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Paper Is Not A Bad Thing

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by Aviva Dunsiger

Paper Is Not A Bad ThingA colleague of mine walked in the room just as I was finishing some photocopying this morning. She was amazed! Her comment to me was, “I thought that you a proponent of the paperless classroom. Why are you using paper?” My response was the same as it always is when someone asks me about my use of paper in the classroom: “Paper is not a bad thing!”

 Yes, I love using technology in the classroom with my students. I think that there are many powerful tools out there that can have students apply their learning and communicate their thinking in creative ways. Technology on its own though does not make me a better teacher. Any tool is only as good as what you do with it!

My discussion with this teacher emphasized that in my mind, the ideal classroom is full of paper as well as tablets and computers. I want students to be able to decide what tool to use based on what activity they’re completing. I want them to have access to rich activities that promote critical thinking and collaboration. I want them to read, read, read, and write, write, write, and do so in many ways using many mediums. Paper is not a bad thing, and I think students need to understand this as well.

This may be a surprise to some people, but I do photocopy at school. I probably always will. I could avoid photocopying and project a problem or activity onto the board for students to copy, but some students also need a hardcopy. I photocopy to give students what they need. Almost every assignment that I hand out in class, I distribute as a paper copy for those that want it and as an electronic copy for others. I let students choose what works best for them.

In my opinion, paper is not the enemy. We just need to think about how we use the paper as a tool for learning.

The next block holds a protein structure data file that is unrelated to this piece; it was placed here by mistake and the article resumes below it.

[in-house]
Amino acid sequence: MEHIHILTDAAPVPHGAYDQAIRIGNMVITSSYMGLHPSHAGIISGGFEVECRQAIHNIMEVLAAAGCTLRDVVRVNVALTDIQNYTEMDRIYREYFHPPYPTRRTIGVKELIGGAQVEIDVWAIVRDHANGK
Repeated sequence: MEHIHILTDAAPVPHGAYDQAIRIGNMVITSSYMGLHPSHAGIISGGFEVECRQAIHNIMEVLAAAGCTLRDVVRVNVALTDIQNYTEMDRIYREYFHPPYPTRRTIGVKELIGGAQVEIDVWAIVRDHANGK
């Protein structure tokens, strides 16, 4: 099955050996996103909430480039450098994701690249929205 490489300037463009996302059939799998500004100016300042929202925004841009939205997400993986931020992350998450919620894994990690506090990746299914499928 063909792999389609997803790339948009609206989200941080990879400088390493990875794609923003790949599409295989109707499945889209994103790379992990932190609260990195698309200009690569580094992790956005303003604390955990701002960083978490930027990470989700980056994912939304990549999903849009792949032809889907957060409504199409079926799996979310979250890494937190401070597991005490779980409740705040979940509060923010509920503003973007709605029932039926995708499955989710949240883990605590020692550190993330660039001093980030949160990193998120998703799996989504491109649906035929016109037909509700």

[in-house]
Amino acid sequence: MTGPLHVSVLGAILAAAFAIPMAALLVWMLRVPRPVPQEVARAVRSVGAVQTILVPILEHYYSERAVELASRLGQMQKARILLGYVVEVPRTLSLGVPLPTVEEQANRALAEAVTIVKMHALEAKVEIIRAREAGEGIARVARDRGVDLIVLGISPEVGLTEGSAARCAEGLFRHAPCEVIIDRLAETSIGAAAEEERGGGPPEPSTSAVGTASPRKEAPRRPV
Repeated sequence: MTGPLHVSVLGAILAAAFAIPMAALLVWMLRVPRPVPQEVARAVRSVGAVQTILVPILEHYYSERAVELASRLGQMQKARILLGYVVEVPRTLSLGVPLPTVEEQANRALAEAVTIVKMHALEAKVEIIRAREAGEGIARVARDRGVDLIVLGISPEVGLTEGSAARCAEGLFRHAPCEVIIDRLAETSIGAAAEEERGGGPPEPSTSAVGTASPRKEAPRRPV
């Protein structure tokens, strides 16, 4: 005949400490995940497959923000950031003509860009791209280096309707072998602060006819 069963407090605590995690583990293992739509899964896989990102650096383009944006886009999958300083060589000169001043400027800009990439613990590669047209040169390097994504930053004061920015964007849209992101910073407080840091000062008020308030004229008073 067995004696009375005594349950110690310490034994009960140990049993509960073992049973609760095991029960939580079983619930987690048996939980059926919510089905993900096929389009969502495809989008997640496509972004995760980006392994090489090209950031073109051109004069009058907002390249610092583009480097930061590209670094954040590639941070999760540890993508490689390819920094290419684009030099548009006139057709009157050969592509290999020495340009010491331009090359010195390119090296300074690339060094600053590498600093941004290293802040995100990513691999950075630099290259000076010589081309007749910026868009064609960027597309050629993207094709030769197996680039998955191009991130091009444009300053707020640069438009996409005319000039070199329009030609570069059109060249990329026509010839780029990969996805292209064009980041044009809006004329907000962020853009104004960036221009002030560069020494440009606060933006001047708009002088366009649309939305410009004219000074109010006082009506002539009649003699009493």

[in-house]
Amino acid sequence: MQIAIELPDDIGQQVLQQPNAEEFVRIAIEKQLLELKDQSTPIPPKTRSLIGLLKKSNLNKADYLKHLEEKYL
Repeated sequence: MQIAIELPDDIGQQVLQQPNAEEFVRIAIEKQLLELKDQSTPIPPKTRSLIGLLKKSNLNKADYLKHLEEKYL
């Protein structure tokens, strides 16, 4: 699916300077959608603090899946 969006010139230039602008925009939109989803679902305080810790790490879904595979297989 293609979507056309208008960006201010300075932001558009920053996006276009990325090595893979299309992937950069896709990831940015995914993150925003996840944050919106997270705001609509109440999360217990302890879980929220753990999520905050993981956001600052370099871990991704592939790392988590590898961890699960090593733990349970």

How do you use paper as a tool in your classroom? How do you respond when people ask you about a “paperless classroom?”

 

Aviva

Aviva Dunsiger taught Junior Kindergarten to Grade 2 for 11 years before moving to Grade 6 this year. She’s passionate about using technology in the classroom to support student learning, and she’s presented on this topic numerous times both online and offline.

She enjoys maintaining her blog, Living Avivaloca: My Many Musings on Life and Learning. Aviva’s reflective writing about her professional practice inspires communication between educators, administrators and parents.  

 

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  • Aviva Dunsiger (@avivaloca)

    Thanks for your comment, Kalisi! I think that paper handouts are helpful too. Maybe this comes down to all students needing different things to be successful. Often I have a paper handout, but I also have the handout available online for students to access: some students prefer the hard copy and other students benefit from the electronic one. When we speak about the need for differentiation, are we doing this if we again provide just one option (but it’s just an electronic one)? I’m not sure. What do you think?

    Aviva

  • http://edfact.blogspot.com Kalisi

    As a new teacher it is hard for me to gauge how much paper is too much paper. I like to give hand outs of things because I found students didn’t always copy everything they needed down and quickly said ‘what are we doing?’ even though I had just explained it to them over the last 10 minutes. But a paperless classroom eh? That would be interesting!